I made a therapy appointment for myself to help me deal with the anger and all the other emotions I feel toward ss-difficult child. The only person I had been venting to is my wife which I know puts more pressure on her. I don't want his illness-problems to come between us. I feel like that is something he wants to happen anyway.
    thanks for listening.
  11. nlj

    nlj Well-Known Member

    I think that is a definite possibility. Maybe you and your partner should talk about this and have some strategies in place to ensure that your relationship doesn't fall into second place behind your SS's needs. He is 18 now. Is he likely to be living with you for the foreseeable future? Or is there a plan for him to live independently?
  12. SomewhereOutThere

    SomewhereOutThere Well-Known Member

    I am very interested in psychiatric disorders because myself and my genetic family on both sides have been riddled with them so I study anything I can about them. Take this as a fact. If he is schizophrenic, he can not control what he does, even if he knows he has hallucinations. Not with schizophrenia. Psychotic depression...which is a seperate do know they are hallucinations. I had one delusional depression and I was not sure I was delusional, but a part of me did know it. It didn't make me act normal though. I felt I had to whisper so that the people listening to me outside my house couldn't hear me. That only happened to me once (at age 13), but I still remember it. Weird! I've had many depressive episodes since then, and not delusional. Digressing..

    Schizophrenia, which often is not diagnosed until the hallucinations get so bad that it can't be denied, do affect the ability to function and cause cognitive impairment. I don't know what you are dealing with or if your son really does not have hallucinations anymore. They likely will not go away forever. Even medications are effective for only some symptoms and often the voices remain. Listen to some people talking about their schizophrenic experience on YouTube. It is eye-opening. I had no idea it was that bad.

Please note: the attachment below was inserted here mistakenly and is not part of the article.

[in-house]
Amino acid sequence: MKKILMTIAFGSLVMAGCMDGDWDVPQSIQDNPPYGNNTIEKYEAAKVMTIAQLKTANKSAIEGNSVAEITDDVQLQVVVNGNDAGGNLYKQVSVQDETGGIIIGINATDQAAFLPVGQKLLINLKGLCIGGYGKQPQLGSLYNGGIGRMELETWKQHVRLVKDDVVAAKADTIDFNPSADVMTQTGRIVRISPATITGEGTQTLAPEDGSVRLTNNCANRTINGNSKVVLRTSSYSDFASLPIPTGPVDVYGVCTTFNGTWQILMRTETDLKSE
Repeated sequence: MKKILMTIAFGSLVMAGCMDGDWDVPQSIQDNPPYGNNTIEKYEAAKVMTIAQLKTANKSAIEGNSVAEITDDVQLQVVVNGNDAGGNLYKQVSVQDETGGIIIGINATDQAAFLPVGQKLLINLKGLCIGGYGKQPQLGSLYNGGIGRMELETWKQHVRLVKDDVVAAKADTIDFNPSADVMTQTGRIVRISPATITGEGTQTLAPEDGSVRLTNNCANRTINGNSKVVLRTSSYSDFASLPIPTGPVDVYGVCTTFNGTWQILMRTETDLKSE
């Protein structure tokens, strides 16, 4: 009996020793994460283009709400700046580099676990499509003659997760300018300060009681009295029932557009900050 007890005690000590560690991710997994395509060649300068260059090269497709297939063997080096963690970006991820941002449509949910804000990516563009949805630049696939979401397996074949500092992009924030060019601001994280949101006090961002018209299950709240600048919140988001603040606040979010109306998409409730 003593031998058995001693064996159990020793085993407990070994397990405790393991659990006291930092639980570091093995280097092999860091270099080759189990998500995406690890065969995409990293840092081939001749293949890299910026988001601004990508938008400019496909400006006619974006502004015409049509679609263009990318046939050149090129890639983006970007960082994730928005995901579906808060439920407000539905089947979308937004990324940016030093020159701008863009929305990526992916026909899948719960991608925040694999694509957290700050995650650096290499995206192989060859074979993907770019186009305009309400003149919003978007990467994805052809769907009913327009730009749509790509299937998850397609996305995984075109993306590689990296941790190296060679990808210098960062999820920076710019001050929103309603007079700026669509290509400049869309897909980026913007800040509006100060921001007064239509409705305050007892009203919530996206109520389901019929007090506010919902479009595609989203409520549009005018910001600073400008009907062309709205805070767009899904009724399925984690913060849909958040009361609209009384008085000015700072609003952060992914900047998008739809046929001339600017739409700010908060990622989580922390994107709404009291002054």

My advice, being a little more aware of mental illness than some, is not to just throw him out. He is very sick. He isn't sick with something he can cure himself. He is sick with something that makes him irrational. I would definitely not want to live with him. I'd look for assisted living or group homes. Then if he walks out of them, which many psychotics do because they feel they are being watched or their minds are being read or they just can't handle the people, there is no more you can do. Our mental health system does not protect the mentally ill. To me, as one who suffers, it is insane (no pun intended) to give the psychotic "civil rights" to refuse treatment that they may think is the FBI trying to kill them for their powers to read into the minds of others or whatever their hallucinations/delusions are. But it is what it is. Even psychotic folks in our country have "rights."

    You do not have an easy rode to walk, but I definitely would not take his rantings to heart. It is one thing to have delusions/hallucinations due to your own self-inflicted drug abuse. It is another to have them because of your mind's betrayal. Atlhough I have never had psychosis (that one episode was the most extreme and years ago), I do have the ability to comply with my treatment plan as mood disorders can be managed well in many cases (not all). But schizophrenia is far more serious than any other mental illness. Any form of psychosis takes you out of reality and we, as people who do not have those symptoms, can not guess how much it affects the other person. Often psychotic individuals try very hard to hide their symptoms so that people will not think they are freaks. Yet, when push comes to shove, they can not function with voices and fake visions that seem real to them and are flooding their brains without respite.